Johnston, P. K., et al. (1992). "The Vegetarian Adolescent." Adolesc Med 3(3): 417-438.
Ecologic and philosophic as well as health concerns have led to an increasing number of adolescent vegetarians. The various types of vegetarianism differ substantially in dietary composition. Benefits of the vegetarian diet must be balanced by careful attention to ensuring adequate intake of protein and amino acids as well as certain vitamins and minerals that tend to be less available in plant foods.
Lentze, M. J. (1992). "[Vegetarian and outsider diets in childhood]." Schweiz Rundsch Med Prax 81(9): 254-258.
Nutrition of children on vegetarian diet is considered to be adequate and well-balanced when the diet contains dairy products and eggs. A severe or strict vegetarian diet (i.e. vegan or macrobiotic diet) is not suitable for babies or infants. Serious deficiency-states have been described after such regimens i.e. rickets, osteoporosis, anemia and growth retardation. Under ovo-lacto-vegetarian diets growth- and weight-measurements at regular intervals are recommended over the first two years of life. Critical food-components in vegetarians are: energy, protein, calcium, vitamins D and B12 and iron. An ovo-lacto-vegetarian diet provides an adequate supply with these substances with the exception of iron. A benevolent information about eventual deficiency states by the physician aids in keeping children thriving well and assures parents that their children will not incur damages.
Leon, A., et al. (1992). "Hypokalaemic episodic polymyopathy in cats fed a vegetarian diet." Aust Vet J 69(10): 249-254.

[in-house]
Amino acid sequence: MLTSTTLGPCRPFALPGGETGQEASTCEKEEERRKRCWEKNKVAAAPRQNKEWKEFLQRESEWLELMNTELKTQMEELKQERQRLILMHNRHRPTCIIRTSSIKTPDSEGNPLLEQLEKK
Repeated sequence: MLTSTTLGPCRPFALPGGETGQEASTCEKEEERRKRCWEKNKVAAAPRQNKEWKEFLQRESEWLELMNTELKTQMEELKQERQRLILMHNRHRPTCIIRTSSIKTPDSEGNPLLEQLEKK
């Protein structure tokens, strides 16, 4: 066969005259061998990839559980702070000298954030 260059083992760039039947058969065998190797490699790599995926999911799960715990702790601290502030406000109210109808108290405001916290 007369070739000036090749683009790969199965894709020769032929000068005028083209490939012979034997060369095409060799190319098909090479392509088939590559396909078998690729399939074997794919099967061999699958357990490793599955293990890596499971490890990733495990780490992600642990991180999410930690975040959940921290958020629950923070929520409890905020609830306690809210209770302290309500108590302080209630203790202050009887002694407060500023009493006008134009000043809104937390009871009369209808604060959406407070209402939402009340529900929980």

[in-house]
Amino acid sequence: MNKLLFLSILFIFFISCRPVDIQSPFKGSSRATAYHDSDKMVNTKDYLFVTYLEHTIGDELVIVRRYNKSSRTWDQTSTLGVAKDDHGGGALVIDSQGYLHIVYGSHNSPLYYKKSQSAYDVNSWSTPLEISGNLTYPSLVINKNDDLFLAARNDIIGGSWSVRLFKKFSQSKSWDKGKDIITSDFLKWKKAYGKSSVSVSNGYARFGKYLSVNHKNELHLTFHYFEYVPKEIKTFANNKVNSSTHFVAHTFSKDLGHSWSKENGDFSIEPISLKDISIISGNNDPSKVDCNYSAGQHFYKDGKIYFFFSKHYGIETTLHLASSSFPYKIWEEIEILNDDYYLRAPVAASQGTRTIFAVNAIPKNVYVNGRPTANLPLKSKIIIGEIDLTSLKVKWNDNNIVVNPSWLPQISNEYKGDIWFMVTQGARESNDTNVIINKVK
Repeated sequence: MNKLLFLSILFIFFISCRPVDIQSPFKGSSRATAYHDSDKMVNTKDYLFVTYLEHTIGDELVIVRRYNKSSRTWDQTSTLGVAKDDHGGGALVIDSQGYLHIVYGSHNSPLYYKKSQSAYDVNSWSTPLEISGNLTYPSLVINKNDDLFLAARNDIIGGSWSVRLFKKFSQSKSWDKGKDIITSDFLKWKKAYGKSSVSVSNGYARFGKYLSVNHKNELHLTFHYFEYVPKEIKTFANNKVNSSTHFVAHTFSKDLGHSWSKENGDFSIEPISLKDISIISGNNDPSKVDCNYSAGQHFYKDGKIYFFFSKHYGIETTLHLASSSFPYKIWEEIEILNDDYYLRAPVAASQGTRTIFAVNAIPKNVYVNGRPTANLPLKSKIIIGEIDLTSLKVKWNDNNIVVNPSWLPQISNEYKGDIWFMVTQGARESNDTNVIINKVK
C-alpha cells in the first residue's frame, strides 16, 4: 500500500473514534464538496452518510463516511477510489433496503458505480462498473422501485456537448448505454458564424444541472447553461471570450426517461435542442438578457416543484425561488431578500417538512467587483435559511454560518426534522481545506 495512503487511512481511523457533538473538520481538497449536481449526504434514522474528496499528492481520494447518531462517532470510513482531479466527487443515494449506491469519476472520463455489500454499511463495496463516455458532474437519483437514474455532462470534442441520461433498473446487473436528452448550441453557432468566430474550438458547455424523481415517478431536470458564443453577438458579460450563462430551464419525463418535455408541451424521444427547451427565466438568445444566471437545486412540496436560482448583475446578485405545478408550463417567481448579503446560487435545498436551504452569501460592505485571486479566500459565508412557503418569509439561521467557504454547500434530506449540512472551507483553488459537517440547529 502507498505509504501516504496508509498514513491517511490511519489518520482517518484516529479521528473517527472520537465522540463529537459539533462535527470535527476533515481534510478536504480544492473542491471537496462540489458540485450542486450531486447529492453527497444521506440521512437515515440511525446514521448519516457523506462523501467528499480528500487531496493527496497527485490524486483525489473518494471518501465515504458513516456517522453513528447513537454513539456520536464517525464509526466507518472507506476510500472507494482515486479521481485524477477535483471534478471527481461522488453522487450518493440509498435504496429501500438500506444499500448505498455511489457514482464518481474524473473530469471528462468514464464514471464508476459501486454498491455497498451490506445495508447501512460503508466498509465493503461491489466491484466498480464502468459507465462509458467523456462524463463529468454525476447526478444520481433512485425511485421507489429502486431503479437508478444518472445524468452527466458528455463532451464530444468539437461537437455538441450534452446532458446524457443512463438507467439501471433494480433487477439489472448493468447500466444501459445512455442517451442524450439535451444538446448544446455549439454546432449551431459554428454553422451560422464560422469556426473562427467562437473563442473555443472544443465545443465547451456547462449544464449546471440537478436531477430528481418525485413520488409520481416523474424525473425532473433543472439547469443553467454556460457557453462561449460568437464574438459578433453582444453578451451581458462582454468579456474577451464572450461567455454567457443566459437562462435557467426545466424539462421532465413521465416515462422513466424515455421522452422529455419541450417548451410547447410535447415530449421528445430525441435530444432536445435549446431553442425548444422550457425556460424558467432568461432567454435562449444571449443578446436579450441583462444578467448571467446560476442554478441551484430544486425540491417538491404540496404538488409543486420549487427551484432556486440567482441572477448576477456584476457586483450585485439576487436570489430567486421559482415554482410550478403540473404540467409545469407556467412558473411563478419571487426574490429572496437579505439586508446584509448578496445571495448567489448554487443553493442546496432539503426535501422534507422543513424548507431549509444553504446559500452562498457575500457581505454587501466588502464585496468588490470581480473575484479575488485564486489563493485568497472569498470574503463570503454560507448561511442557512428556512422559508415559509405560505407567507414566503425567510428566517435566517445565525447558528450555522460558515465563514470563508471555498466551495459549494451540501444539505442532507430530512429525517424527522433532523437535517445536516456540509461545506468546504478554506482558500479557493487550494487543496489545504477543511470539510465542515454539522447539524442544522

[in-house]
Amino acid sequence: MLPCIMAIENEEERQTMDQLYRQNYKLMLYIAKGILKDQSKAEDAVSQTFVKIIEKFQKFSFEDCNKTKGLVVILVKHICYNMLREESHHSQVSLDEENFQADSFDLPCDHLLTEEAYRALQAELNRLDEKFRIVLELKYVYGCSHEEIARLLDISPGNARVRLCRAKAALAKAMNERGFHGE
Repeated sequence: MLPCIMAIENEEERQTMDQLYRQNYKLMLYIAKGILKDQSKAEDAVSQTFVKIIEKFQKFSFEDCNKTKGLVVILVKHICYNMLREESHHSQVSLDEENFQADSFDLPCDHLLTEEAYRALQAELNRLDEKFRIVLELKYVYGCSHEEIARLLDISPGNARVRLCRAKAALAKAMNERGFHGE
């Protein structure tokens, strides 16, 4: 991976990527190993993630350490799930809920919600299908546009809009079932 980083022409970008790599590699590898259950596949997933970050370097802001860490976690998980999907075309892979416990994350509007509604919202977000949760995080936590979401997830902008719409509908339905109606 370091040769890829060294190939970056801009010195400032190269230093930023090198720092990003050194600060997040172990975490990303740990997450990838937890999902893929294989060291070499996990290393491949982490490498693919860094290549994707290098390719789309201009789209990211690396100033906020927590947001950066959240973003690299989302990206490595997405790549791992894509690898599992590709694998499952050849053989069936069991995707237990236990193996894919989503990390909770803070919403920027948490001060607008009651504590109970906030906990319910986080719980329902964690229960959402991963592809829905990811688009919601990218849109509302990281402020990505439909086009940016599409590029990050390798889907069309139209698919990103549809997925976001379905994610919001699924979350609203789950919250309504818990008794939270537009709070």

A previously undocumented hypokalaemic condition with a cyclical nature, comprising acute bouts of polymyopathy followed by spontaneous recoveries, is described in the cat. Cats being fed a high protein vegetarian diet developed recurrent episodes of polymyopathy, characterised by ventroflexion of the head and neck, stiff forelimb gait, lateral head-resting and generalised muscle weakness. Plasma potassium concentrations (mean +/- standard deviation) were reduced from 3.28 +/- 0.33 mmol/l at the beginning of the experiment to 2.45 +/- 0.24 mmol/l during bouts of myopathy. This hypokalaemia was associated with increased creatine kinase activities indicative of muscle damage, and decreased urinary potassium concentrations, and was caused by insufficient dietary potassium. Cats that received the same diet supplemented with potassium did not develop hypokalaemic polymyopathy. Spontaneous recoveries of affected cats were not associated consistently with increases in plasma potassium concentrations. Plasma taurine concentrations decreased and glutamic acid increased markedly in all cats fed the experimental diet. There was no evidence of thiamin deficiency associated with the high glutamic acid intake. Veterinarians should be aware that hypokalaemic cats, and in particular those on potassium-deficient diets, may show cyclical disease with episodes of polymyopathy recurring after periods of spontaneous clinical recovery. This condition in cats may be a useful animal model for familial hypokalaemic periodic paralysis in humans.